There have been several requests for Monkey’s story. Monkey, in case you haven’t read the previous post, was my third Persian – a little dark-faced tortie with copper colored eyes.
Her story begins with a cat show in my home town in 1996. Daisy and Josephine were about 3 1/2 years old and I had a 16 year old Siamese (non-pedigree rescue) cat named, Sophie. I knew that Sophie was days, if not hours, from death and I had chosen to keep her at home as she seemed comfortable and had an extreme fear of the veterinarian. SO a cat show was a welcome diversion to get me out of the house for a little while. Naturally I lingered in the Persian section. One breeder had an adorable little twelve week old kitten for sale and allowed me to hold her. But my grand plan was already in place. The Plan: Daisy and Josephine were brought in to be with me when Sophie passed away and there I would be, neatly back to my two cat limit. As a master planner of ‘grand plans’ I could not deviate, so I reluctantly handed the kitten back to the breeder and walked on. Unfortunately I left my heart behind. I attempted to ignore its absence, but the further I walked the more panicked I became that someone else would buy the kitten that I was NOT going to buy!
Well, we all know what happened. I held out for a good five minutes or so, then went back and got her. Sophie passed away that afternoon, soon after I returned with Monkey.
It took me about a week to name her. Back then I wasn’t nearly as quick with names as I am now. ‘Monkey’ continues to be one of my favorite names.
She was a delightful little kitty. The time she was with me seems so short. Just the blink of an eye, and she was eight years old already. Because she was a Persian I didn’t think too much of how sluggish she’d become. Friends who came over commented on it, and I just thought: “well, that’s Monkey.” One symptom I did notice was that she drank so much water that her ruff was soaked all of the time. I took her to the vet for that, but was sent home none the wiser. At a following check up, I mentioned that she laid around a lot and didn’t seem to be a very happy little cat. It was then that the vet did x-rays and she was diagnosed with HCM (heart disease). She had a significant amount of fluid in her chest cavity and was working very hard to breath. I treated her with medications for it for another two years. For a while she was a little more active and even started climbing the stairs again. That was another thing. You look back and ask yourself when did she stop climbing the stairs and getting on the bed like she used to? … and you can’t remember. During those two years, she had a couple of frightening episodes — and this is where it gets sticky. I feel this way about animals and in many cases about humans as well. You are terrified and feel that you must do something, but if you do — if you rush her to the vet for intervention — then she is IN the MILL. You are trapped. Do you do this for an animal who has a fatal condition? I don’t know, and I hate — I MEAN REALLY HATE — this part about being a pet caretaker. In October of 2005, she stopped eating and once again I was faced with decisions. At that time I decided to have her euthanized. To this day, though I know logically that a day or two, or a month or two one way or the other would not have made any difference, it’s her death that haunts me more than any other cat I’ve had put to sleep. In other cases, I generally have waited well beyond what is humane and that, too, can be questioned.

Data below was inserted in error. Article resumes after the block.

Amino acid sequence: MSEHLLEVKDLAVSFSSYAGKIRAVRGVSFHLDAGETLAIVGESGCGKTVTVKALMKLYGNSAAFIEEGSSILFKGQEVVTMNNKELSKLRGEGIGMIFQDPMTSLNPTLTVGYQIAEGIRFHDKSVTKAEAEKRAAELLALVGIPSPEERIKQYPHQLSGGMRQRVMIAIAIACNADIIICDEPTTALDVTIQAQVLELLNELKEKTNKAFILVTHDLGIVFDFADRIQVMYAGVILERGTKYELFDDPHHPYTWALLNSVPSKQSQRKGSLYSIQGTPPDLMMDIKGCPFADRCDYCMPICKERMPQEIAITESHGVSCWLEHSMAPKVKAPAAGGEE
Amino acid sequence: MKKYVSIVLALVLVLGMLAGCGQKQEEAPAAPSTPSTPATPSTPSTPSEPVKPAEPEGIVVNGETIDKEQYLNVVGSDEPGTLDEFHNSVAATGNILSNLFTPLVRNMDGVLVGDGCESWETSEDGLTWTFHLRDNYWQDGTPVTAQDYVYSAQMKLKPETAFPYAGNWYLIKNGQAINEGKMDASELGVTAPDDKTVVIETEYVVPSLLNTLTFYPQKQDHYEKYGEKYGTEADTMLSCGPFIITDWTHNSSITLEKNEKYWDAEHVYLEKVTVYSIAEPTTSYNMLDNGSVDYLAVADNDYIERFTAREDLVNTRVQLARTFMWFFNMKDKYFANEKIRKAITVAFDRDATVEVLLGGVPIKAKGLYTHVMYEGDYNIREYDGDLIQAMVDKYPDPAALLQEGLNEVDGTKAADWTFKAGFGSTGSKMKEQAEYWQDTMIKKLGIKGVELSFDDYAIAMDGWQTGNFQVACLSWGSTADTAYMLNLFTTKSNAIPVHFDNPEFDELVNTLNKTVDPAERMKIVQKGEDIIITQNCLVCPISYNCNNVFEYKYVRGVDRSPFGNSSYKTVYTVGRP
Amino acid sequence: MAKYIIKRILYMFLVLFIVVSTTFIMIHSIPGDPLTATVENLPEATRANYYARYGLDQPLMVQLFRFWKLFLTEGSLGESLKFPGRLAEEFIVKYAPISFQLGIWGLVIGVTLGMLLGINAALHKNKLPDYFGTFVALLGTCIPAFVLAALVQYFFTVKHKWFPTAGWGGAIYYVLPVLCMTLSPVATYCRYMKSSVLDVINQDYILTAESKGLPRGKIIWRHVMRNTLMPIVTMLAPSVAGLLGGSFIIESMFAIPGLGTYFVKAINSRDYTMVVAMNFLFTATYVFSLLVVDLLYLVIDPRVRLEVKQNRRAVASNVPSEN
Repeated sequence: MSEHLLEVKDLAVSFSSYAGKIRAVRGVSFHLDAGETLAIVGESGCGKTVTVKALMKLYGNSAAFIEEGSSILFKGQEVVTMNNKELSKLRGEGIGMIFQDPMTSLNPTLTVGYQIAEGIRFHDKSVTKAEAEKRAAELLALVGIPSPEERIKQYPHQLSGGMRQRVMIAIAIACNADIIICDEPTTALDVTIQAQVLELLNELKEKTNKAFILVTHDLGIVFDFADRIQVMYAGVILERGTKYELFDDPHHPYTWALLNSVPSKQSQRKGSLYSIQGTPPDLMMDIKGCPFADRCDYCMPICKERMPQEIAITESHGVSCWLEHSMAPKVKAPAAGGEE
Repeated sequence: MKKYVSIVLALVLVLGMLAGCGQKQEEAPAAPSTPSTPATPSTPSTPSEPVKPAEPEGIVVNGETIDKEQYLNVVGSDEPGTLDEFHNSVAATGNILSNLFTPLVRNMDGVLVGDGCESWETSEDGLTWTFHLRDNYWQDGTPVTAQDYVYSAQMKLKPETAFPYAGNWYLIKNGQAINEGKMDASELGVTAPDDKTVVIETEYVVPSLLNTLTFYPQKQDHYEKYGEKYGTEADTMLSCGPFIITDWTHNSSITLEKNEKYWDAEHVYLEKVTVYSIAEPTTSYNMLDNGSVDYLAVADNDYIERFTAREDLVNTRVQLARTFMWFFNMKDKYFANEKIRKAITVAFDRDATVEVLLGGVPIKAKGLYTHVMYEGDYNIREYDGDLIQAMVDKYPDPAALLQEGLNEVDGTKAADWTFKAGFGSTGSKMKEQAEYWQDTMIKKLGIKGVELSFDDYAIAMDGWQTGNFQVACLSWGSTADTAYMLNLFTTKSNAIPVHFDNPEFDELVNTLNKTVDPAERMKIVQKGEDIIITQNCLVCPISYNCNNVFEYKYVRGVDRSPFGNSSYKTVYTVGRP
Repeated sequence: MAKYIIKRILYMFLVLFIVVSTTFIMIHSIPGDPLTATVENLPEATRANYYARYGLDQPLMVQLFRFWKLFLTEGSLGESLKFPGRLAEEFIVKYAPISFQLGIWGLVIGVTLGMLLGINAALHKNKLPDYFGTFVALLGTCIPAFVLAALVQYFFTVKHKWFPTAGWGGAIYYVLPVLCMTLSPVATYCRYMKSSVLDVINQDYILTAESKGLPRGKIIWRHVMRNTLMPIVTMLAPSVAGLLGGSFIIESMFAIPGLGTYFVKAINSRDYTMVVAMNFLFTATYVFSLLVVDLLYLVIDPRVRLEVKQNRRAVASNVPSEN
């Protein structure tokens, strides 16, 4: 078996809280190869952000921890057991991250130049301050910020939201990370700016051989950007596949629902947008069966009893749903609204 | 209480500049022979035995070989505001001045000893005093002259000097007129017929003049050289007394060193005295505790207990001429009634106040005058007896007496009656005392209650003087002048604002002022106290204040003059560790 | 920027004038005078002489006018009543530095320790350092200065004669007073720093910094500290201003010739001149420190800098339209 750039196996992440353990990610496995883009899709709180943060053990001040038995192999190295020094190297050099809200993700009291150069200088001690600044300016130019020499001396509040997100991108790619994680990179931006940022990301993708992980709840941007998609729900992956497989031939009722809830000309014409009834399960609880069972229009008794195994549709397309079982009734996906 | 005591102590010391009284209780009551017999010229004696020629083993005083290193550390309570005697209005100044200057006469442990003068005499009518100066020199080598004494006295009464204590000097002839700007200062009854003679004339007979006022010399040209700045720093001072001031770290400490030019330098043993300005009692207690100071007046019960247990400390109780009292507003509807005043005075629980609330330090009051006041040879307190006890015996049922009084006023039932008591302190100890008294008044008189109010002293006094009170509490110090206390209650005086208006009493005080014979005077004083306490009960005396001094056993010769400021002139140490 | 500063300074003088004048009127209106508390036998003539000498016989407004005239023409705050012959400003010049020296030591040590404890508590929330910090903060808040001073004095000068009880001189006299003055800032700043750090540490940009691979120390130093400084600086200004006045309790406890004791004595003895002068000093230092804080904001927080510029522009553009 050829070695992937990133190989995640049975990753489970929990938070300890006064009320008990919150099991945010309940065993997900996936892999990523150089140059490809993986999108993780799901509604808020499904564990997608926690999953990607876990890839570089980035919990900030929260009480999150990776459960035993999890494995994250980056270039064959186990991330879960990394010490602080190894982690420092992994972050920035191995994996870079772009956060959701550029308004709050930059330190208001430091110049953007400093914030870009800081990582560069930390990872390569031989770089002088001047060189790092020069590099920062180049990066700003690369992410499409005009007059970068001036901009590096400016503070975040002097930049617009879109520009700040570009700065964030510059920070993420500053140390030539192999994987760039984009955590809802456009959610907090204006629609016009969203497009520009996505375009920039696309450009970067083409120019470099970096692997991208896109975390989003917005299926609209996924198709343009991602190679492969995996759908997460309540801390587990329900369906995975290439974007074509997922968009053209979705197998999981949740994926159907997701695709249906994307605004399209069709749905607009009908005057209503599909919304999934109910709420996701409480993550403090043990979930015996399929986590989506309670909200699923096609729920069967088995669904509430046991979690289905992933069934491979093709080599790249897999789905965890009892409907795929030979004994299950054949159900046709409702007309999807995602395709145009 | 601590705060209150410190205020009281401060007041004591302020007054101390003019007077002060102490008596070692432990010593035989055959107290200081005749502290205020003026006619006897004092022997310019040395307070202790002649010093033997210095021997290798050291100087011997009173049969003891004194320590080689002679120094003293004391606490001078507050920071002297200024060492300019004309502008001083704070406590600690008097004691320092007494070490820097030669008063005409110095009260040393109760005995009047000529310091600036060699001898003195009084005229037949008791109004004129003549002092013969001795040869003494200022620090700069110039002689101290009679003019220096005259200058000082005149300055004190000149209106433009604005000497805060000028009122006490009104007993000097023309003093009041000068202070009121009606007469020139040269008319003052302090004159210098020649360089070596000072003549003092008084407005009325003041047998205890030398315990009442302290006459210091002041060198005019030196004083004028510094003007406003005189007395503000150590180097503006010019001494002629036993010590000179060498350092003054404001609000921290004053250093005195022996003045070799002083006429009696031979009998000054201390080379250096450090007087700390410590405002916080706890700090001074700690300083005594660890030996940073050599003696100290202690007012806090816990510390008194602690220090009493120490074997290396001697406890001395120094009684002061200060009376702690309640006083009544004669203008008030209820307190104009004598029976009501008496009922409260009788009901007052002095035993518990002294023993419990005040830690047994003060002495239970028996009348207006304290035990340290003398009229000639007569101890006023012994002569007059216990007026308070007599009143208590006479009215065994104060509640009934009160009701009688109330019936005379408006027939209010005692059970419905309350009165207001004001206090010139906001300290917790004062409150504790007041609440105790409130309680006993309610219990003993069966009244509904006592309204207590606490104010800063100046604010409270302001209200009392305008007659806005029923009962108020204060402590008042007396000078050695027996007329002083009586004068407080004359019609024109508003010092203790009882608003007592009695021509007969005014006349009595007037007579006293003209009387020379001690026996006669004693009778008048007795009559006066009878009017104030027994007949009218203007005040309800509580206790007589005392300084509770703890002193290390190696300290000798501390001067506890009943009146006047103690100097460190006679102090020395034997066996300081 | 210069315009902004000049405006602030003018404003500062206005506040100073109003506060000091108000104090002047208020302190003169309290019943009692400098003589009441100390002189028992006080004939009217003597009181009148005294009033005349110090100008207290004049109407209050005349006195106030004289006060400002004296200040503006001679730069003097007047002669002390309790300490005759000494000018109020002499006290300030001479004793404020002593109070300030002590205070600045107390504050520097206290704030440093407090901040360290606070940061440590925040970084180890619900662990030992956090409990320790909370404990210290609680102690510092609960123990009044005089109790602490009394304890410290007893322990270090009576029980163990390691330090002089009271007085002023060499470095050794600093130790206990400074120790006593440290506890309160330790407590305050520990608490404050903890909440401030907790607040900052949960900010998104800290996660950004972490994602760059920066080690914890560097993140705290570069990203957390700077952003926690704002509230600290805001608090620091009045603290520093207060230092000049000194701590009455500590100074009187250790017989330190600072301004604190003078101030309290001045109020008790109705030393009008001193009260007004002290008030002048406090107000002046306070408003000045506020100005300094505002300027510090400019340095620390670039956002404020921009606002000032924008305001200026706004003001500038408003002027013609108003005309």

The moral to this story — is that there is none. Just know that there is no right and no wrong except that if you loved the animal, then THAT was right. There is NO way to feel at peace with end of life issues. F O C U S on the life you had together which was precious to you both.
Here’s my advice: have a kitten or two waiting in the wings. It never fills the hole, but it sure is diverting for us fickle humans.